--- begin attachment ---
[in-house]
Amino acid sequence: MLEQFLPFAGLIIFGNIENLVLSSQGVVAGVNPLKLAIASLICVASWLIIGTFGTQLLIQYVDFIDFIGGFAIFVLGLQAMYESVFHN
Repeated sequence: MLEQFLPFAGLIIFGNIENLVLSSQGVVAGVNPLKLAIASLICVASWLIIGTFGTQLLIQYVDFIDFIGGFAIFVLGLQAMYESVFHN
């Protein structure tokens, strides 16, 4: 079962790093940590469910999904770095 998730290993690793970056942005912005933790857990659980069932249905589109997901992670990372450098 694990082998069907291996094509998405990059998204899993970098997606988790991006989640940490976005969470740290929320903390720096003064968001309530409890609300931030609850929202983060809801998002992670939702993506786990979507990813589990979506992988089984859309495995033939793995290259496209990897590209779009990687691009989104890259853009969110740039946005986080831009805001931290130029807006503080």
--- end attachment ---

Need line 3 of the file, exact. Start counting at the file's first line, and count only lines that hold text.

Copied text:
Repeated sequence: MLEQFLPFAGLIIFGNIENLVLSSQGVVAGVNPLKLAIASLICVASWLIIGTFGTQLLIQYVDFIDFIGGFAIFVLGLQAMYESVFHN